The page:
No. I changed a rear tire on the road once. It isn't a delicate part but it's a good idea to coat the threads with anti seize to prevent galling. Unless you do a lot of water crossings, enough will remain on the threads to prevent galling after removal and replacement. With a torque wrench and anti seize, it still takes 58lb-ft. to put on the nut. A mildly educated arm will get you in the ball park. The nut's locking mechanism will keep it from coming off. With the tool kit tools, it will be hard to over torque the nut with your arm. You might have use a foot on the tool with the extension included to break the nut free.
I do. A 3/8 and a 1/2 in, but only on long trips like my trip across Canada last year. For shorter trips, where I have to take off the rear wheel, I simply mark (scratch) the nut prior to removal & put it in the same position on reassembly. Not perfect but it works.
IMO, and I'm sure I'll catch all kinds of Hell here for saying this, people are too anal about this kinda crap. Guess I'm old school, but in my 40 years of riding and working on bikes (and cars) I've never used a torque wrench on anything besides internal engine parts. As Grey mentioned, after you've tightened about a million nuts over the course of a lifetime, you tend to develop a feel for how tight it should be. And no, not since I was a kid have I stripped a nut and I've never had anything come loose or fall off... Well aside from my license plate bolts this past weekend, lol. So if you're worried about carrying a freaking torque wrench on a bike trip, just leave it at home, exercise common sense, and you'll be fine. You have a cotter pin on the nut so it's not gonna come off......
+1 to both of ya. Torque wrenches cause far more stripped threads than they prevent.I never use a torque wrench on my bikes. I bet more people have stripped threads using a torque wrench than those that go by feel, particularly since some of the torques listed in the shop manual are wrong. It does not take much wrenching experience and only a little common sense to develop a sense of feel for the nuts/bolts on a piece of machinery.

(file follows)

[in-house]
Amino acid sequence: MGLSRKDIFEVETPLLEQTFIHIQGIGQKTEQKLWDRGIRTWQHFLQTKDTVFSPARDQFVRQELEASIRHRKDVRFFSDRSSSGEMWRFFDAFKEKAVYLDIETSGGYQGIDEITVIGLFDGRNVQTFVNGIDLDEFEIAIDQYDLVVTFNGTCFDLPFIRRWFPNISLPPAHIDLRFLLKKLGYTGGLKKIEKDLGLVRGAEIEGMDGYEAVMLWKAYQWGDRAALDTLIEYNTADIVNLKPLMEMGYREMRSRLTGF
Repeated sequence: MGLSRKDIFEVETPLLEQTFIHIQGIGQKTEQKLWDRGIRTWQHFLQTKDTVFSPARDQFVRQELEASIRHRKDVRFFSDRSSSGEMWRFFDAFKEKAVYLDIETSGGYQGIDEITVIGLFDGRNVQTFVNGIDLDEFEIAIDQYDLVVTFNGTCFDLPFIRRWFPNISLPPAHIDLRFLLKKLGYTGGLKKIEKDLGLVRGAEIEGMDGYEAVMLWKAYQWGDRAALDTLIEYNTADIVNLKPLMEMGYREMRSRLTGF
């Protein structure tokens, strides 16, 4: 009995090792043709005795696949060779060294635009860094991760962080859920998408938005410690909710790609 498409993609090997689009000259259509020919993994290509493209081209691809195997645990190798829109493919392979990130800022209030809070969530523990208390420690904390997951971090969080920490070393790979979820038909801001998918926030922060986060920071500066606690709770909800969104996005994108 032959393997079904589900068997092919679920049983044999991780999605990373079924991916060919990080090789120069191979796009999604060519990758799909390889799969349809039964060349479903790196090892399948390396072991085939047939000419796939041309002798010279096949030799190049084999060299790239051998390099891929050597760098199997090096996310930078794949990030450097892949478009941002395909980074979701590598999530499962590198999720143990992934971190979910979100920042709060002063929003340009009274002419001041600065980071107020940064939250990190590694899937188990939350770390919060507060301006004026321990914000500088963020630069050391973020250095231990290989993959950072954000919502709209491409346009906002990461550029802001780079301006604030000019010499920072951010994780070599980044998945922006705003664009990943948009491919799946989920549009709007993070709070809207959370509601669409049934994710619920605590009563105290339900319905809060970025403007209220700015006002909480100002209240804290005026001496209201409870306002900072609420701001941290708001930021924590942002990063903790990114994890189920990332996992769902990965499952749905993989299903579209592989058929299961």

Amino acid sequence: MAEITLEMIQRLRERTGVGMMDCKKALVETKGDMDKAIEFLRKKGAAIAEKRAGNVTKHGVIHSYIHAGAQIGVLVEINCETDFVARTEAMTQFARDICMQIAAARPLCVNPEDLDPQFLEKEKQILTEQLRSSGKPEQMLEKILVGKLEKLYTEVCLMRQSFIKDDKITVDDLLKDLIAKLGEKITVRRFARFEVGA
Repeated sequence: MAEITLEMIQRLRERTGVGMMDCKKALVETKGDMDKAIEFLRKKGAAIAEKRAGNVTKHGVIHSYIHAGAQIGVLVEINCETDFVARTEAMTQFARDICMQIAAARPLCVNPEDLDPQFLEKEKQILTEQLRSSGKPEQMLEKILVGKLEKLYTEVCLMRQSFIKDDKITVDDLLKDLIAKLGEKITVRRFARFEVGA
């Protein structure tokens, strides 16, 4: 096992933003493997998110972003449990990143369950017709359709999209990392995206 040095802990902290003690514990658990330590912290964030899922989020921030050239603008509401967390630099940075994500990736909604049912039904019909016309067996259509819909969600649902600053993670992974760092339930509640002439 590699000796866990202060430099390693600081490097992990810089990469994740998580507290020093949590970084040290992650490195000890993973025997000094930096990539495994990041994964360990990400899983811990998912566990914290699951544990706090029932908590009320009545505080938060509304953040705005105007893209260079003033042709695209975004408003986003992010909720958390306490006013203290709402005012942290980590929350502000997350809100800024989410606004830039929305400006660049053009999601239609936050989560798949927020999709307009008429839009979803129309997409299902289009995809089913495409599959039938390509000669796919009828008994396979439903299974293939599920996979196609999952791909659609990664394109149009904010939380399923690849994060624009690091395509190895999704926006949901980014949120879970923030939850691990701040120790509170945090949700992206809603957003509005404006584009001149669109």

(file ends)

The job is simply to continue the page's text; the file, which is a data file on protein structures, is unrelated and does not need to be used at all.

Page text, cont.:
I get the impression some people think of the proper torque as a point, maybe because that's how manuals are written. It's actually a range. The simplified version is a fastener that is tight enough to hold things together without loosening yet loose enough not to cause damage is in the range. In some situations, that range is pretty small. Those situations are the ones where it pays to own a torque wrench.Mechanic's feel.
I'm not against proper torque, but out of the three torque wrenches I do own, I trust only one of them to not break bolts or strip threads. None of them were cheap bargain basement wrenches.You anti torque wrench guys crack me up. Its like the wrench is possessed and out to destroy your bike. Its a calibrated ratchet. If it doesn't feel right (mechanics feel as you call it just stop).
In addition there's also tensile strength. Easily calculated without a torque wrench. Tighten until the bolt breaks, then back off a quarter turn.You anti torque wrench guys crack me up. Its like the wrench is possessed and out to destroy your bike. Its a calibrated ratchet. If it doesn't feel right (mechanics feel as you call it just stop).
To follow up on GW post...torque is an indirect measure of bolt tension, nothing more, nothing less. Metals have two strengths...elastic - where when released from stress the bolt returns to its original length (thing rubber band) and plastic - where the bolt gets a permanent stretch and is longer than before (think chewing gum). Threads have the same two values. Torque wrenches and torque values exist to make sure the fastener is not tightened past the elastic range plus a margin of error. Therefore you do not subject the bolt to tensions that cause it to permanently stretch. Too loose and it just falls off or allows a part to slip if a shear force is involved.